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Investigating the possibility of WebXPRT user accounts

One of our goals during the ongoing WebXPRT 4 development process is to be as responsive as possible to user feedback, and we want to emphasize that it’s not too late to send us your ideas. Until we finalize the details for each workload and complete the code work for the preview build, we still have quite a bit of flexibility around adding new features.

Just this week, a community member raised the possibility of a WebXPRT 4 feature that would enable user-specific test ID numbers or accounts. One possible implementation of the idea would allow a user to sign up for a WebXPRT test account as an individual or on behalf of their organization. The test accounts would be both free and optional; you could continue to run the benchmark without an account, but running it with an account would let you save and view your test history. Another implementation option we are considering would let users generate a permanent user ID number for themselves or their organization. They could then use that number to tag and search for their automated test runs in our database, without having to log into an account.

Our biggest question at the moment is whether our user base would be interested in WebXPRT user accounts or test IDs. If this concept piques your interest, or you have suggestions for implementation, please let us know!

Justin

Reports of CloudXPRT installation failures

Recently, CloudXPRT testers have reported installation failures while attempting to set up CloudXPRT on Ubuntu virtual machines with Google Cloud Platform (GCP) and Microsoft Azure. We have not yet determined whether the installation process fails consistently on these VMs or the problem occurs under only specific conditions. We believe these failures occur with only GCP and Azure, and you should still be able to successfully install and run CloudXPRT on both Amazon Web Services virtual machines and on-premises gear.

We apologize for the inconvenience that this issue causes for CloudXPRT testers and will let the community know as soon as we identify a reliable solution. If you have encountered any other issues during CloudXPRT testing, please feel free to contact us!

Justin

Using WebXPRT 3 to compare the performance of popular browsers (Round 3)

In November, we published our WebXPRT 3 browser performance comparison, so we decided it was time to see if the performance rankings of popular browsers have changed in the last nine months.

For this round of tests, we used the same laptop as last time: a Dell XPS 13 7930 with an Intel Core i3-10110U processor and 4 GB of RAM running Windows 10 Home, updated to version 1909 (18363.1556). We installed all current Windows updates and tested on a clean system image. After the update process completed, we turned off updates to prevent them from interfering with test runs. We ran WebXPRT 3 three times each on five browsers: Brave, Google Chrome, Microsoft Edge, Mozilla Firefox, and Opera. For each browser, the score we post below is the median of the three test runs.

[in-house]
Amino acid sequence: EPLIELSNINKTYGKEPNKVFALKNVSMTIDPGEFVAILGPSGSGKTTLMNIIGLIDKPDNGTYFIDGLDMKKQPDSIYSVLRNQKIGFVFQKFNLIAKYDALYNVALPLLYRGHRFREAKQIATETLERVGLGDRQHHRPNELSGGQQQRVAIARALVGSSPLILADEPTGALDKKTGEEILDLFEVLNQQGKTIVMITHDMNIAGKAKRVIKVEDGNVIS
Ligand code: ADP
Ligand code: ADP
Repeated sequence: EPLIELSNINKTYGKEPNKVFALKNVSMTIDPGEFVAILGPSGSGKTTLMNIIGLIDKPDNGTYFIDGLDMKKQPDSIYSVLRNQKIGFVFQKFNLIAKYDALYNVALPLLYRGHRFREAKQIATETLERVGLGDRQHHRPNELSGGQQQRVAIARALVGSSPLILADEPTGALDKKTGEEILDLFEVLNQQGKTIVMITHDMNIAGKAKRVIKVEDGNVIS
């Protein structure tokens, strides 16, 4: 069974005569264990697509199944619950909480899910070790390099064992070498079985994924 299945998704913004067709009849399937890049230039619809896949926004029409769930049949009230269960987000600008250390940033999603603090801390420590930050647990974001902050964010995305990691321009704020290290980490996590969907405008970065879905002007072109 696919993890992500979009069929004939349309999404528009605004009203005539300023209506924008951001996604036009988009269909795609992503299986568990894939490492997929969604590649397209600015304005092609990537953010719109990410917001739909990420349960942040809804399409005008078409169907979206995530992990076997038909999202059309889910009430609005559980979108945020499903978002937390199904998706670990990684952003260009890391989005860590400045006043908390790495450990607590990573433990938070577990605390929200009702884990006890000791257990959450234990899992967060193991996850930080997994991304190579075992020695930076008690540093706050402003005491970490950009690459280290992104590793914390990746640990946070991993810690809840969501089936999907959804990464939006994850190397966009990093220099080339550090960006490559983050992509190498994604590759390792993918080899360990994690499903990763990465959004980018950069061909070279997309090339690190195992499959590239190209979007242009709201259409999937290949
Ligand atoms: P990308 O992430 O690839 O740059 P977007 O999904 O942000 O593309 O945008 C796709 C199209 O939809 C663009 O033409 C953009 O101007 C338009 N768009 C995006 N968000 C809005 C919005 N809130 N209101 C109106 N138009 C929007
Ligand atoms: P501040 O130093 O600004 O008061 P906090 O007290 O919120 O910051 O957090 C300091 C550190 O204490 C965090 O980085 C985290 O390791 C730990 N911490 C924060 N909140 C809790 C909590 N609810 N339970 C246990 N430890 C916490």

In our last round of tests, the four Chromium-based browsers (Brave, Chrome, Edge, and Opera) produced very close scores, though we saw about a four percent lower score from Brave. In this round of testing, performance improved for all four of the Chromium-based browsers. Chrome, Edge, and Opera still produced very close scores, but Brave’s performance still lagged, this time by about seven percent.

Firefox separated itself from the pack with a much higher score and has been the clear winner in all three rounds of testing. During our second round of testing in November, every browser except for Chrome saw slightly slower performance than the first round. In these latest tests, all the Chromium-based browsers produced significantly higher scores than the second round. When discussing browser performance, it’s important to remember that there are many possible reasons for these performance changes—including changes in browser overhead or changes in Windows—and most users may not notice the changes during everyday tasks.

Do these results mean that Mozilla Firefox will always provide you with a speedier web experience? As we noted in previous comparisons, a device with a higher WebXPRT score will probably feel faster during daily use than one with a lower score. For comparisons on the same system, however, the answer depends on several factors, such as the types of things you do on the web, how the extensions you’ve installed affect performance, how frequently the browsers issue updates and incorporate new web technologies, and how accurately each browser’s default installation settings reflect how you would set up that browser for your daily workflow.

In addition, browser speed can increase or decrease significantly after an update, only to swing back in the other direction shortly thereafter. OS-specific optimizations can also affect performance, such as with Edge on Windows 10 or Chrome on Chrome OS. All these variables are important to keep in mind when considering how browser performance comparison results translate to your everyday experience. Do you have insights you’d like to share from using WebXPRT to compare browser performance? Let us know!